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All About Yeast

continued (page 3 of 3)

Practical Advice on Working with Yeast:
Answers to Five Common Questions

What are the types of yeast available to home bakers and how should I choose one?

The three types of yeast available to home cooks are fresh/compressed, dry active, and instant (aka rapid rise, perfect rise, fast rising, and bread machine yeast). Most people choose their yeast based on availability, familiarity, and shelf life (if you bake infrequently it would be better to use dry yeast, which can be stored for up to a year in an airtight container, whereas fresh yeast lasts only about three weeks). The only type that needs to be dissolved first in warm water is dry active, because the yeast grains are too big to dissolve directly in the dough. The term instant yeast refers to the fact that it dissolves instantly in the dough, as soon as liquid is added for mixing, though it can also first be dissolved in warm water if desired. Instant yeast is 25 percent more concentrated than dry active yeast due to the processing method (25 percent of the dry active yeast cells—which are more fragile than the newer strain of cerevisiae used in instant yeast—die during packaging, whereas practically no yeast cells die during packaging of instant yeast).

How do I substitute one type of yeast for another?

The substitution formula for replacing one type of yeast with another type, by weight, is 100 percent fresh compressed yeast = 40 percent dry active yeast = 33 percent instant yeast. In other words, instant yeast is three times more concentrated than fresh compressed yeast. Unless otherwise stipulated, in most types of bread baking all three types of yeast can be substituted for each other as long as the weights are adjusted accordingly. Regardless of which type of yeast you use, as long as you make the proper replacement adjustment, the flavor of the finished bread will be the same.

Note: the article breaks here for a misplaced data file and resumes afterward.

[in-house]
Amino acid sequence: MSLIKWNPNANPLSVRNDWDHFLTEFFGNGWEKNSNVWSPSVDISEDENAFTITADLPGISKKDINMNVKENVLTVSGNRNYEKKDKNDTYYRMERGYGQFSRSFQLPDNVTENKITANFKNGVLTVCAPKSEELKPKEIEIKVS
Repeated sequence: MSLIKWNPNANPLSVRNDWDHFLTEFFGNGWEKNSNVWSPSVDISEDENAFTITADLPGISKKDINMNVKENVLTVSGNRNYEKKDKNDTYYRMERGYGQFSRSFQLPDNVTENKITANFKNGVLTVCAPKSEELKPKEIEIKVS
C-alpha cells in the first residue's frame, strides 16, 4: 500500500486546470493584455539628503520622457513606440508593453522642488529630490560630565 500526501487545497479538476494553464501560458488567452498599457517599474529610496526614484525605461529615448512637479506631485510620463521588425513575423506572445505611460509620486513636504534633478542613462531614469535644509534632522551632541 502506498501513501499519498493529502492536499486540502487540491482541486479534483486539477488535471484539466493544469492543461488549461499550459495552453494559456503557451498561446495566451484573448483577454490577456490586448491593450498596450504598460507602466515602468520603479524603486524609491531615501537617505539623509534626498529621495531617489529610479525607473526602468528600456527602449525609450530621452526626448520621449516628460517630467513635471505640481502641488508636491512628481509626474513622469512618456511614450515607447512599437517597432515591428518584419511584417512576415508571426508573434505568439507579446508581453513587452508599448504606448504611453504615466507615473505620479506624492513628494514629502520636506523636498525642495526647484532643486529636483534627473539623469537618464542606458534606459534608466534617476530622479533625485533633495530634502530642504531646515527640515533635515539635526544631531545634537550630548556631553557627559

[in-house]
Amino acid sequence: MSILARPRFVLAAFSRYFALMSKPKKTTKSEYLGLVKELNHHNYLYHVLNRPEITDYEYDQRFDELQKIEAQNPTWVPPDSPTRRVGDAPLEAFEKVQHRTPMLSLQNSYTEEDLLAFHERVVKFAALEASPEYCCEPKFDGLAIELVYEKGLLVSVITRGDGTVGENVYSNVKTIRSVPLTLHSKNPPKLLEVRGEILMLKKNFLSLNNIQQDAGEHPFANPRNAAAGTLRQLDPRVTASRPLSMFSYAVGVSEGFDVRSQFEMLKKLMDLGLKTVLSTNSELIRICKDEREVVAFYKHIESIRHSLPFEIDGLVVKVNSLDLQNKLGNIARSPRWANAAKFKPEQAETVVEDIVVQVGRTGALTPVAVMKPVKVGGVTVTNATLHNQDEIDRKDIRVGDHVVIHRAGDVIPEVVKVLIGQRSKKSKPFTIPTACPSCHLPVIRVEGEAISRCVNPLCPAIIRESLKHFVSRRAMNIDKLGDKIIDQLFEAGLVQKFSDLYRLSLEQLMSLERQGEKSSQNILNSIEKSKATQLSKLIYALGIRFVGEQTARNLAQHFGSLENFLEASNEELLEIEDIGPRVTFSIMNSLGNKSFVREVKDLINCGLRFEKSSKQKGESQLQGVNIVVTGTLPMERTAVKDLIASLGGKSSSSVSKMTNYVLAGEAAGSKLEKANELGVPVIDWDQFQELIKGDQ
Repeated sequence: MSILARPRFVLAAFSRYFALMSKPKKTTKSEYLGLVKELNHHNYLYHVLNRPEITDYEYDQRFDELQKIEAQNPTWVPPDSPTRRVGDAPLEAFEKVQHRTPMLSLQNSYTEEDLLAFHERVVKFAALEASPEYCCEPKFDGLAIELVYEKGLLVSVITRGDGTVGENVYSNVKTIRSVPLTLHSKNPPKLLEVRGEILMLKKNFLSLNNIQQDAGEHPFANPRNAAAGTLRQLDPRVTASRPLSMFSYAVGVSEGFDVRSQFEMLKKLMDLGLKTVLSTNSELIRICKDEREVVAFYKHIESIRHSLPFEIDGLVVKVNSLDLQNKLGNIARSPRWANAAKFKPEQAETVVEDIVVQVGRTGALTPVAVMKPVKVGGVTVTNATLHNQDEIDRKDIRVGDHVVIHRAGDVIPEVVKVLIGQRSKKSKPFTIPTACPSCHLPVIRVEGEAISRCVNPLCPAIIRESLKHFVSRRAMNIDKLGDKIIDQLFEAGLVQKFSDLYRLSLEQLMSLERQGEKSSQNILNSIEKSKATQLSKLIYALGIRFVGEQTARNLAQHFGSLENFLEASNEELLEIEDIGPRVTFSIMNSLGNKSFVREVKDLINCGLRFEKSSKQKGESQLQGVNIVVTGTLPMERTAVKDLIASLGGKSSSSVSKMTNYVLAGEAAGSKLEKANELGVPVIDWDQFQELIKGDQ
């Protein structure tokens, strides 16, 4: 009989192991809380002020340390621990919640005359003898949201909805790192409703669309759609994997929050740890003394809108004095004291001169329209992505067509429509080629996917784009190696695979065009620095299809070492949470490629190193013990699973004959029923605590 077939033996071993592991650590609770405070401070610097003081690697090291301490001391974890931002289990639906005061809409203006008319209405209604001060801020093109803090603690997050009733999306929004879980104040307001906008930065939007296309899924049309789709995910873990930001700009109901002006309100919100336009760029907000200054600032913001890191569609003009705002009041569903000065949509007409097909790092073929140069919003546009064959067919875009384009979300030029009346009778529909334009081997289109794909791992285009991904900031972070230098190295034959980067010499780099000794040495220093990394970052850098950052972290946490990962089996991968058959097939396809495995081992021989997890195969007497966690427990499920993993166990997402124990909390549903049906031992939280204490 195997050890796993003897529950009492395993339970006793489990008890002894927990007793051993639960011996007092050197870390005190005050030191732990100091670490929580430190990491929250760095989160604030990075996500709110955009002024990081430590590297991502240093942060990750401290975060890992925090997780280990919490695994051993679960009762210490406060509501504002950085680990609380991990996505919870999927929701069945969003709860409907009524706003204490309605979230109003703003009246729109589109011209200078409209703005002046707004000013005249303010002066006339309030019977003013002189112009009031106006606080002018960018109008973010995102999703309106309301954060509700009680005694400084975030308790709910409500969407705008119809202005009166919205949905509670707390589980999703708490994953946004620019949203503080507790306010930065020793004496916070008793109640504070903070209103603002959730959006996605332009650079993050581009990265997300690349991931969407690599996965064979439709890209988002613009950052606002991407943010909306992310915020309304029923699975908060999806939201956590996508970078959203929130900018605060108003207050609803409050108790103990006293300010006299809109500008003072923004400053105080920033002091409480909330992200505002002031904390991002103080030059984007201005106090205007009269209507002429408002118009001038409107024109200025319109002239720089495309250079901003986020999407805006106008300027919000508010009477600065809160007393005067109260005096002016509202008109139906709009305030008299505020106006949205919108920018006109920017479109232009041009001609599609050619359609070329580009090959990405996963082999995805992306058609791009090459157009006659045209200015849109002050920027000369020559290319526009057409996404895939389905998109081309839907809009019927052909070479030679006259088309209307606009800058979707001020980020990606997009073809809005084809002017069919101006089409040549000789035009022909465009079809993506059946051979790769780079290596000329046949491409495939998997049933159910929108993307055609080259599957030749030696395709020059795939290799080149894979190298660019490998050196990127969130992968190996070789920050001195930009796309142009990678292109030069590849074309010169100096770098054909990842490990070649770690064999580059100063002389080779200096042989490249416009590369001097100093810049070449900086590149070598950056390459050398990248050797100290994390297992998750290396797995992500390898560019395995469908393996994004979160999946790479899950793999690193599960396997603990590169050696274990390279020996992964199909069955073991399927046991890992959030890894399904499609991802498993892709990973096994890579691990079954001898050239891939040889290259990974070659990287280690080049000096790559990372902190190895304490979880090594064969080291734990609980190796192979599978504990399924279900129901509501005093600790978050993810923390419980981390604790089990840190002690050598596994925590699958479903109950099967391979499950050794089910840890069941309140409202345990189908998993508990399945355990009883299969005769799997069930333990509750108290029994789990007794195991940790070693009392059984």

Is there a difference among brands of yeast?

Almost all brands of commercial yeast are comparable to each other in strength and reliability. The only difference is in type, so be sure to ascertain whether you are using instant (which is confusing since it goes by so many names), dry active, or fresh compressed yeast, and follow the instructions on the package regarding storage and life expectancy of the yeast.

What kind of yeast works best in sweet or acidic doughs?

There is a specially cultivated strain of cerevisiae yeast that is more resistant to acidity or excessive sweetness in dough called osmotolerant instant yeast, but it’s usually available only to professional bakers (the name refers to its ability to resist the penetration of the cell walls of the yeast by sugars or acids). Some specialty catalogs and Web sites, such as King Arthur Flour, also carry it for serious home bakers. This type of yeast is especially useful for sweet, rich doughs and also for slow-fermenting doughs that develop a lot of acidity. (Yeast can process only simple, single-chain sugars, like glucose, so doughs that are high in granulated or brown sugar—sucrose types—can actually overwhelm yeast and put it to sleep while the yeast waits for the dough enzymes to break down the sucrose into digestible glucose and fructose.)

I have found that regular instant yeast will do nearly as well as osmotolerant yeast if you first hydrate it in lukewarm water, as you would for dry active yeast, which seems to give it a kind of head start in the rich or sweet doughs.

What are preferments?

Artisan bakers have developed methods for adding to their doughs small quantities of old dough. The purpose of this so-called preferment is to instantly add complex fermentation flavors to the new batch of dough. Some of these prefermented doughs are called by names such as biga, poolish, sponge, pâte fermentée, or simply, old dough.



Bread-baking authority Peter Reinhart is the author of eight books, including Artisan Breads Every Day and the James Beard Award–winning Whole Grain Breads. He’s also a baking instructor and faculty member at Johnson & Wales University and the host of the Web site Pizzaquest.com, where you can learn more about him.

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